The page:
When it comes to rare lunar events, September 2016 seems to be : This Friday, September 30, a Black Moon will rise in the skies of the Western Hemisphere, a phenomenon we haven't seen since March 2014.
So what is a Black Moon exactly? It has several definitions, but in Friday's case, a Black Moon is the second new moon to occur in a single month, something that only happens roughly every 32 months, according to . (Typically, each month, we get a full moon and new moon—generally, a Blue Moon refers to when we get a second full moon in one calendar month.)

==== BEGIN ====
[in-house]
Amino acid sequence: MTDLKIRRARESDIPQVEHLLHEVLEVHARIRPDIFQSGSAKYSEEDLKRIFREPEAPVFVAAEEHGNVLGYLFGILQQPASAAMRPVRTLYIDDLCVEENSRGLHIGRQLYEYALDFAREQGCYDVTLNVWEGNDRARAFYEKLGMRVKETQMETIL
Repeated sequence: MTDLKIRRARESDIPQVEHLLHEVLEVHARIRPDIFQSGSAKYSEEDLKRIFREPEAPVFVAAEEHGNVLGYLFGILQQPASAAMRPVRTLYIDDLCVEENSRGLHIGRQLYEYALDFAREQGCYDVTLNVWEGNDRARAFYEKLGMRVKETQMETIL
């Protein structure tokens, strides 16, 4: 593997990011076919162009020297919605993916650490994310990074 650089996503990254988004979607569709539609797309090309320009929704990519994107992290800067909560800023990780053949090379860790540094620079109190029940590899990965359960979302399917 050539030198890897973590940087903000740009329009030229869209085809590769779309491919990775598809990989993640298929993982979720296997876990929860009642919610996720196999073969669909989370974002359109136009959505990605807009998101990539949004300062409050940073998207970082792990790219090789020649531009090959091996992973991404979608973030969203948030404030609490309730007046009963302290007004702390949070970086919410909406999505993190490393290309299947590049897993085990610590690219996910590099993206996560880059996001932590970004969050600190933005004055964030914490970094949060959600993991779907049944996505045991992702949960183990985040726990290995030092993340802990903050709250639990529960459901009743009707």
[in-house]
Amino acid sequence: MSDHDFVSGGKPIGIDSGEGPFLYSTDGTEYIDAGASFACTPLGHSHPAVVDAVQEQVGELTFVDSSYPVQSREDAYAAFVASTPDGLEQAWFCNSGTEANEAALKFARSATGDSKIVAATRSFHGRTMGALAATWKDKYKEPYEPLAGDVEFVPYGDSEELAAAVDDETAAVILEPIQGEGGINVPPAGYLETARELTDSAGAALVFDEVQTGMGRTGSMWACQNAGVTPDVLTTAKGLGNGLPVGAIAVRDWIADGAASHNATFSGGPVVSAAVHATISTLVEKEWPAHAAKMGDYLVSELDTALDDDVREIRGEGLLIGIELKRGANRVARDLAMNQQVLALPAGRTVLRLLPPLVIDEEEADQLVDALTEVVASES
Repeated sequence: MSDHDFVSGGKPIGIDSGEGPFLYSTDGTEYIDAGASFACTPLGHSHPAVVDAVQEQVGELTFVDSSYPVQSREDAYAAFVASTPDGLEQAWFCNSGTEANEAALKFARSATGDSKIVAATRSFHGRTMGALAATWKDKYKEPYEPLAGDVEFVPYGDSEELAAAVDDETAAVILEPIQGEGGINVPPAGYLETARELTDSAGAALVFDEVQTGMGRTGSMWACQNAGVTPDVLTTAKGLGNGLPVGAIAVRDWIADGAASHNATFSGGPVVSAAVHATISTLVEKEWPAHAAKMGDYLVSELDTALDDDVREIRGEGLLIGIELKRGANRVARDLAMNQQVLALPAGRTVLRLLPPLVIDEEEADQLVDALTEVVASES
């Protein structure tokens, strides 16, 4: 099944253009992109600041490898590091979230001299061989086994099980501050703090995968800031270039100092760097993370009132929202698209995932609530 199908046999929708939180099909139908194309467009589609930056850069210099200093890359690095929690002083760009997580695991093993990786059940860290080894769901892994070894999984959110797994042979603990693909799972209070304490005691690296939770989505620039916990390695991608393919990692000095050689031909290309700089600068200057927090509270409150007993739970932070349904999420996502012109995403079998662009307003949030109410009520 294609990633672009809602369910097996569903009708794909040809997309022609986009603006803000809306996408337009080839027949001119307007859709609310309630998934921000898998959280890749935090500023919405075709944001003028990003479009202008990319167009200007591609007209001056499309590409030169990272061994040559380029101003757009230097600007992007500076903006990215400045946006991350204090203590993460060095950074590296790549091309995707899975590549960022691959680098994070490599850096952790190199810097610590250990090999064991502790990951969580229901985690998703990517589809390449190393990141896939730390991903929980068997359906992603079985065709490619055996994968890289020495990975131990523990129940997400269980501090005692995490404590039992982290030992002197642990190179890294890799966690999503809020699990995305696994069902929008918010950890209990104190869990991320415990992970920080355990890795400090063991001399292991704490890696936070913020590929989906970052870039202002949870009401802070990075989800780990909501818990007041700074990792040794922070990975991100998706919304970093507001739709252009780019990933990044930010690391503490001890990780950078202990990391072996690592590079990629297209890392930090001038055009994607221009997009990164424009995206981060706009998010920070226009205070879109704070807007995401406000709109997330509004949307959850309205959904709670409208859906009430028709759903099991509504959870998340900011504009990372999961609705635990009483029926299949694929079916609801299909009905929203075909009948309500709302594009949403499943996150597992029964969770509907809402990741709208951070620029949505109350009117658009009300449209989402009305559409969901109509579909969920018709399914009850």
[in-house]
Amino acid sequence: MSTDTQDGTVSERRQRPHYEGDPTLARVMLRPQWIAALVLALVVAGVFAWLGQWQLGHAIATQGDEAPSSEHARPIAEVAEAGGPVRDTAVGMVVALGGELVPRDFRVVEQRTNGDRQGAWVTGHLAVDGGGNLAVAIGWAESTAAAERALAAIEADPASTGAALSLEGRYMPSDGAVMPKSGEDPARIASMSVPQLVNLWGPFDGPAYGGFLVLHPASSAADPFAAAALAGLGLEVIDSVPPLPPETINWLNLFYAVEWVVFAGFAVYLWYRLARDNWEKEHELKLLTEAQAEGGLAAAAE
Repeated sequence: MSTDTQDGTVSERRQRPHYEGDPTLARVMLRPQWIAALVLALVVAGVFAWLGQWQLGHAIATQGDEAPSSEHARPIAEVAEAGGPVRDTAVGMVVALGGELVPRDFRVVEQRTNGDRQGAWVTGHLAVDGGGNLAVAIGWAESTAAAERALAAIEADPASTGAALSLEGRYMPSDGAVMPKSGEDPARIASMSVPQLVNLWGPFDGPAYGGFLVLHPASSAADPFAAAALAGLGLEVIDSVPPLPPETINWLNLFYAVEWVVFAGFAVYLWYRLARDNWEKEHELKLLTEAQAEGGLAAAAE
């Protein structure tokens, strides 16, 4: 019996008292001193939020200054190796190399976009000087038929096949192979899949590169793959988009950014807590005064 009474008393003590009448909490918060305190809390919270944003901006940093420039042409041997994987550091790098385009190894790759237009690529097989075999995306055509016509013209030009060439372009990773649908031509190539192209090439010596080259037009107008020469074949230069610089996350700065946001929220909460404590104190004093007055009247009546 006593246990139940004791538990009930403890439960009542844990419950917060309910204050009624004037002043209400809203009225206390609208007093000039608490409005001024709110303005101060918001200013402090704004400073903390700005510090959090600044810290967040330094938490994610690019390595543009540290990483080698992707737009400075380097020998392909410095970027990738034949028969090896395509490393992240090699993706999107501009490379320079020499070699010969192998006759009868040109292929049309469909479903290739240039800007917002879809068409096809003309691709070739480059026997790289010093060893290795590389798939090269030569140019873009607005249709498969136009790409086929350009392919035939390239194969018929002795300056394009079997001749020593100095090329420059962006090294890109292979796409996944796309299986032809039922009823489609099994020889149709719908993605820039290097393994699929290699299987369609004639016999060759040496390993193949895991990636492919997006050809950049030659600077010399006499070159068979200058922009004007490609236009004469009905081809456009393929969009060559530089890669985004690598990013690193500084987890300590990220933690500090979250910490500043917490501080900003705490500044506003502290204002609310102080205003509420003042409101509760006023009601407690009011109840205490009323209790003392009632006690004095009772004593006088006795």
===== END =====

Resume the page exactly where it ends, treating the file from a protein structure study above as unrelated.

The moon itself will be pretty much invisible, since the illuminated side of the moon will be facing away from the Earth, but it will provide a great opportunity for stargazing, thanks to all that darkness.
The Black Moon, which will occur at 8:11 p.m. ET on Friday, will only be happening in the Western Hemisphere because, technically, the new moon will happen on October 1 for the Eastern Hemisphere (they'll be getting their Black Moon at the end of next month).
The next time we'll see a second new moon in a single calendar month in the Americas will be July 2019.